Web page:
By PAUL GESSELL
The private life of 19th century British artist John Ruskin was far more intriguing than his art.
This is not to say you should avoid the large Ruskin exhibition opening Feb. 14 at the National Gallery of Canada. Many of the 140 drawings, watercolours and daguerreotypes — mainly landscapes and architectural details — are accomplished and are worth the trip to the gallery. But they pale in comparison to the details of Ruskin’s private life.
During his lifetime, 1819-1900, Ruskin was known mainly as an art critic and social theorist rather than as an artist. And, like many a well-rounded Victorian gentleman, he dabbled in science; in his case, geology. But he was also a prude and often unpleasant.
“He is supposed to have been not just intellectually transgressive but dogmatic, authoritarian and preachy, mentally disturbed, a sentimentalist in public and emotionally constrained, even terminally costive, in private,” Conal Shields, co-curator of the Ruskin show, writes in the catalogue for the exhibition jointly organized with the National Galleries of Scotland.
I have to admit I am unsure what all of Shields’s words mean, but they do not seem to be compliments.
While Ruskin was considered a man of letters, his education was far from complete in 1848 when he married the lovely Euphemia “Effie” Gray. On their wedding night, Ruskin got a peek at what a real woman looks like naked. He was apparently shocked and repulsed.
Correspondence between Effie and her mother, for modesty’s sake, only hint at the problem. But the educated guess from Ruskin scholars is that he was unpleasantly surprised to discover women had pubic hair. Ruskin’s only knowledge of women’s anatomy came from viewing Greek sculptures, which tended to erase all female body hair.
Poor Ruskin. It was as if he discovered his wife had a long monkey tail. He could not deal with it.
The marriage was never consummated and five years later was annulled. A few years after that, Effie married artist John Everett Millais, who had painted a portrait of Ruskin some years earlier. By all accounts, Effie found a better husband the second time around.
Meanwhile, in 1858, Ruskin met the real love of his life, Rose La Touche. She was only nine years old. Ruskin was greatly impressed with the poise and charms of this Irish child and agreed to be something of an art tutor by correspondence.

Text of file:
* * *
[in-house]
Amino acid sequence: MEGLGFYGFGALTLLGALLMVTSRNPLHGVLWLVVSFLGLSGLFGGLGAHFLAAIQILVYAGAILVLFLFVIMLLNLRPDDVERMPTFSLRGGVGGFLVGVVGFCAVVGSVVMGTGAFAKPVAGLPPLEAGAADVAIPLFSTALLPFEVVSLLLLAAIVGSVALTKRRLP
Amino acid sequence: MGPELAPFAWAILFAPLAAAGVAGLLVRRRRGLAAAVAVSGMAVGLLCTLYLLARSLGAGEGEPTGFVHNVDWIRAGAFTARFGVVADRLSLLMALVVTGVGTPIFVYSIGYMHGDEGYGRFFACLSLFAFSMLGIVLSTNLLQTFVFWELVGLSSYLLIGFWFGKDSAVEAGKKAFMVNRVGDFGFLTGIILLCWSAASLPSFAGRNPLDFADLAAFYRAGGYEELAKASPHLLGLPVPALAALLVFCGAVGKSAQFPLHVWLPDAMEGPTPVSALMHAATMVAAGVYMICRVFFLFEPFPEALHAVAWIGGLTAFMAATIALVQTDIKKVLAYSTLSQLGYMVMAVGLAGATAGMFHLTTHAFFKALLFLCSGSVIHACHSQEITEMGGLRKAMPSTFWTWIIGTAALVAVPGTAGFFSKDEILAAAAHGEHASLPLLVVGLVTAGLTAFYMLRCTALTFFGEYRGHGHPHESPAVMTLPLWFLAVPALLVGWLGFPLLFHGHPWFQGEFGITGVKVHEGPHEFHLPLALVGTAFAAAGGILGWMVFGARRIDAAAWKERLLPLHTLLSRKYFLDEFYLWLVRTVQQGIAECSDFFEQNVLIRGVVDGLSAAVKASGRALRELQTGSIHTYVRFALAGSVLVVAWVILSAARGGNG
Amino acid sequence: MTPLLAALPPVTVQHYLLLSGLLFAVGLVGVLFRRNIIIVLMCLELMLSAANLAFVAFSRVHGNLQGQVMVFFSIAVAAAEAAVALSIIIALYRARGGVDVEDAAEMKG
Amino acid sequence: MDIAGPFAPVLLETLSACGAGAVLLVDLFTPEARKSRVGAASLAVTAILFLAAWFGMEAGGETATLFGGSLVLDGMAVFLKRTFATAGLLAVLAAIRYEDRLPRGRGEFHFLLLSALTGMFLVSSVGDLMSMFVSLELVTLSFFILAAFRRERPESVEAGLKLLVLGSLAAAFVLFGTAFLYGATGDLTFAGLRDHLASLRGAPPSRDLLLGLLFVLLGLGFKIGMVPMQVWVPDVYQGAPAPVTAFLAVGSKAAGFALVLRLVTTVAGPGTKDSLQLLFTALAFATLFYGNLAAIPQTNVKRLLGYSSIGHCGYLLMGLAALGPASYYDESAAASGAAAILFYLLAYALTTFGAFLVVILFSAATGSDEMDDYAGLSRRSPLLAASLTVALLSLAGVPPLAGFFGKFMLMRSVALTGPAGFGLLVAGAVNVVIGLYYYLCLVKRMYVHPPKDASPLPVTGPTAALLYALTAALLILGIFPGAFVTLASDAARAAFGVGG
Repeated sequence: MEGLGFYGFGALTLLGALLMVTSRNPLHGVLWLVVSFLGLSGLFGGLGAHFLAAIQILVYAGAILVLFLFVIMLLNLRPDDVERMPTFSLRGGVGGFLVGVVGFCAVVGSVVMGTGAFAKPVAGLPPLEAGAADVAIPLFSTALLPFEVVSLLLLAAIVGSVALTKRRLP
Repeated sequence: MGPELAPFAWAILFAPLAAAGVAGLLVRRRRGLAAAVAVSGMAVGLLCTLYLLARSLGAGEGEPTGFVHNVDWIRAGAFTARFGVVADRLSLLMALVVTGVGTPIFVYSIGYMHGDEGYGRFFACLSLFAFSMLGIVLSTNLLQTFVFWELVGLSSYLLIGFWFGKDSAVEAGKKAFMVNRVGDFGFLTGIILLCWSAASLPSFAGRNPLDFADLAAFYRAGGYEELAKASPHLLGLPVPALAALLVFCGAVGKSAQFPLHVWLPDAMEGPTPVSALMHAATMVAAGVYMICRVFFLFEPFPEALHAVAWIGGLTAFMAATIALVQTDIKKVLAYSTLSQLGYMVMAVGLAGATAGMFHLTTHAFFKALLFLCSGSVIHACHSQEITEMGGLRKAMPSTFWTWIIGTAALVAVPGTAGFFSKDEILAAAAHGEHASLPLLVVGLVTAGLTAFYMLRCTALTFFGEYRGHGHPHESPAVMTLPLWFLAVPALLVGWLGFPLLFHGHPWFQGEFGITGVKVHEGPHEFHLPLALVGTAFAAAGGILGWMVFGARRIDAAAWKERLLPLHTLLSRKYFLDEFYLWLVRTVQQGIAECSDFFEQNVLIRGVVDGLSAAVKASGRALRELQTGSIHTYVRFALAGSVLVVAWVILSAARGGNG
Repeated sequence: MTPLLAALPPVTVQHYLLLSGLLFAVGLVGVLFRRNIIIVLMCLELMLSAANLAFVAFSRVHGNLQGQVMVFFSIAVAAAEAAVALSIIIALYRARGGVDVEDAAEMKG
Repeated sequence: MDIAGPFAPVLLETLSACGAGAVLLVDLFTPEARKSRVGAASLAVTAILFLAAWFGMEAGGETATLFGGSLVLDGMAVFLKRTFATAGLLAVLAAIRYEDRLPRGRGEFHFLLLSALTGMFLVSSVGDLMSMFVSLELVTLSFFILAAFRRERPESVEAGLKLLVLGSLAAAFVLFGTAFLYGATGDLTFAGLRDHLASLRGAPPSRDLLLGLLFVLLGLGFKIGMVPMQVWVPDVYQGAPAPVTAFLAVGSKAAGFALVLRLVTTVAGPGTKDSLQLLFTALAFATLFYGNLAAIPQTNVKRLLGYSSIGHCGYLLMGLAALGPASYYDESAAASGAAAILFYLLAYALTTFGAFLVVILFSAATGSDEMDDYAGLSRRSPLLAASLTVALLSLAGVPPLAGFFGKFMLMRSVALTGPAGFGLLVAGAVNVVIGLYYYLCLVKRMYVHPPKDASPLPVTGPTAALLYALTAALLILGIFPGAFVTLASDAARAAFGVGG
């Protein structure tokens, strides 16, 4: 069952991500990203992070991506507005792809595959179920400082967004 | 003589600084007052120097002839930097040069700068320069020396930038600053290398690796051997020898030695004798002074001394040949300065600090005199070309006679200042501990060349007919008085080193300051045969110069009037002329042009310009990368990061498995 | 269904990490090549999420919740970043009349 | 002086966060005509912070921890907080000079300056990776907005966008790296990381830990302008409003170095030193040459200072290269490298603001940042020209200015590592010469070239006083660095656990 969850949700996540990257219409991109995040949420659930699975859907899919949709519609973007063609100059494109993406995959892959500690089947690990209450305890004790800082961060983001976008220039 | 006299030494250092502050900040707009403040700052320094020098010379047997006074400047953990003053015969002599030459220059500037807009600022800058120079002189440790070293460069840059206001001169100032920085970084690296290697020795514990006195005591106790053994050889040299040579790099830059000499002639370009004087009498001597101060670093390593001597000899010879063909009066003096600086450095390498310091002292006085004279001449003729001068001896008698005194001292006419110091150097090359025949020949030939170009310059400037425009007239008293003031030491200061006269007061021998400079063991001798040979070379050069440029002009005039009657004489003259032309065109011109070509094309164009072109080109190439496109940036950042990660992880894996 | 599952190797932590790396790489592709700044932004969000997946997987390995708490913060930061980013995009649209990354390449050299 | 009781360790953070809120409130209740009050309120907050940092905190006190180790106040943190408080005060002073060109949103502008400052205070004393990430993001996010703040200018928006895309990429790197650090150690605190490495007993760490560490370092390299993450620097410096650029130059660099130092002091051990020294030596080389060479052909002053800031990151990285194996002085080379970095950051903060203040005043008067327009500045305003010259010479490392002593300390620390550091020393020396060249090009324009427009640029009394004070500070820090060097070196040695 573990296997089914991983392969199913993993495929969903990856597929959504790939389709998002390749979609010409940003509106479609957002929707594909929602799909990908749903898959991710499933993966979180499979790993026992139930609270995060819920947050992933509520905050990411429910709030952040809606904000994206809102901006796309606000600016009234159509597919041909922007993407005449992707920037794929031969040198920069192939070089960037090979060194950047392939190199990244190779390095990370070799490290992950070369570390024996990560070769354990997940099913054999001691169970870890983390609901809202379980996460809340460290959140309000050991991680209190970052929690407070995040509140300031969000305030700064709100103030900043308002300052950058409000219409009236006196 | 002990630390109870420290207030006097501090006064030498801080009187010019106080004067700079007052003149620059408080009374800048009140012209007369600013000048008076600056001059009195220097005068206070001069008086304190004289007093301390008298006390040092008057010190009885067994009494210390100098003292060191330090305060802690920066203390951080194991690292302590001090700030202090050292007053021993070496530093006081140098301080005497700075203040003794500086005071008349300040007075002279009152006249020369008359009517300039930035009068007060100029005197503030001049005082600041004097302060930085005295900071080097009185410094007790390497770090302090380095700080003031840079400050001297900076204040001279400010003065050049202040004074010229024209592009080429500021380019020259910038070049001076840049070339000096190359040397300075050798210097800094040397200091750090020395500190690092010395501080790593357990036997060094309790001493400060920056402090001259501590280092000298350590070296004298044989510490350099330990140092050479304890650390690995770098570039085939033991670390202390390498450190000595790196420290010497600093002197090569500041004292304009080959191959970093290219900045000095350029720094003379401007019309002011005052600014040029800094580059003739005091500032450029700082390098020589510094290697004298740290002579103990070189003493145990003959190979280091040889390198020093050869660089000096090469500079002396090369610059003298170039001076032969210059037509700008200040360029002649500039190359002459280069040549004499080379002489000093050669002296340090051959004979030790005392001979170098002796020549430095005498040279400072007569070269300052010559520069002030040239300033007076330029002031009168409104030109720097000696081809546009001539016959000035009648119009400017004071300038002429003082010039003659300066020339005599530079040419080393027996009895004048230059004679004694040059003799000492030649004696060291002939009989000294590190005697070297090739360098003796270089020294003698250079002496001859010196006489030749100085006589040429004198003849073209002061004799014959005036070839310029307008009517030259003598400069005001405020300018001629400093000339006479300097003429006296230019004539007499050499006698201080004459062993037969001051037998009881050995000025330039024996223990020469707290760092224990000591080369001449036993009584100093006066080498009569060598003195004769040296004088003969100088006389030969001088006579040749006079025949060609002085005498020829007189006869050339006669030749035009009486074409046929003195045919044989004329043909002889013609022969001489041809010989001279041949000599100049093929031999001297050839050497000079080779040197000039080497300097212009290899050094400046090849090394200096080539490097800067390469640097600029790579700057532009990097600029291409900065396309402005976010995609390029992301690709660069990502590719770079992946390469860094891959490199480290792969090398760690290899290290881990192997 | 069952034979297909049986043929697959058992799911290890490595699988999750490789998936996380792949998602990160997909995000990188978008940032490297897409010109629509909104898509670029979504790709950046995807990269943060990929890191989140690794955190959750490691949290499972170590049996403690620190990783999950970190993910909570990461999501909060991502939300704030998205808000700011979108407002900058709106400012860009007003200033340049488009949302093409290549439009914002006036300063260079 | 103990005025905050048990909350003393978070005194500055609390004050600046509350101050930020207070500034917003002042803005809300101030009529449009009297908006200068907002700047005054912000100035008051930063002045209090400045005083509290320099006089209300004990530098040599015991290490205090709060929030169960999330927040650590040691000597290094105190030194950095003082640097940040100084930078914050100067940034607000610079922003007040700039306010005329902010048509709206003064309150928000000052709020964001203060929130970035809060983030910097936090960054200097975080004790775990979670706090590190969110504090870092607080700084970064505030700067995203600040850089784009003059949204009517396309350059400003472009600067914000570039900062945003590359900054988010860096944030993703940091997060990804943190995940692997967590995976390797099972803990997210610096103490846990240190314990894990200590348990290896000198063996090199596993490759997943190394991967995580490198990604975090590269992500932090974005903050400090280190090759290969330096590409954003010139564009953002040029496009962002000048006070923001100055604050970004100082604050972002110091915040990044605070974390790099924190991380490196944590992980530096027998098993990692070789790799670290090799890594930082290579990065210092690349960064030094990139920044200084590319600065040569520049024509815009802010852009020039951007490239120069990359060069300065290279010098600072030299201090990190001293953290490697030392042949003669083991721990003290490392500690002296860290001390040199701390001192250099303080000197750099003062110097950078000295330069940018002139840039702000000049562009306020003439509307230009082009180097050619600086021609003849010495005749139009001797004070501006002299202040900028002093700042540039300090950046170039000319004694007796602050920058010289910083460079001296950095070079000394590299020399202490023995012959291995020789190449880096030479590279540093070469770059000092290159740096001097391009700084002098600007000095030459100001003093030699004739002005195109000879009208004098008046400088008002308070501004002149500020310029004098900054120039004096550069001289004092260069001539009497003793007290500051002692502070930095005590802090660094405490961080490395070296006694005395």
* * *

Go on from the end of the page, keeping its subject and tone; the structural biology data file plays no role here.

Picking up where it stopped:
By the time Rose was in her teens, Ruskin had proposed. Rose asked the man she called St. Crumpet to wait three years. He proposed again. Alas, she refused again, supposedly because of religious differences. Within a few years they were both mad and died that way; although, in his latter years, Ruskin thought the dead Rose was communicating to him via certain artworks.
It is difficult to know whether Ruskin was a pedophile or simply an oddball. He did tend to adore, most obsessively, very young ladies he called “girlettes.” But his true sexual inclinations, if he even had any, are something of a mystery.
And anyway, should our appreciation of Ruskin’s art be diminished by his unconsummated sexual longings? Should we stop listening to Michael Jackson’s music because of his bizarre bedroom life?
References to the story of Ruskin and Rose, by the way, pop up in Lolita, the 1955 novel written by Vladimir Nabokov about an adult man’s obsession with a young girl. However, the fictional Lolita seems to be far more of a flirt than was the real-life Rose.
Some scholars see sexual longings in the landscapes Ruskin painted. Christopher Newall, the other co-curator of the Ruskin show, writes in the exhibition catalogue that Ruskin’s “unfulfilled sexual desires” are manifest in his art through the depiction of “geological forms unwittingly suggestive of female genital anatomy.”
Steamy landscapes indeed.
John Ruskin: Artist and Observer. On view at the National Gallery of Canada until May 11.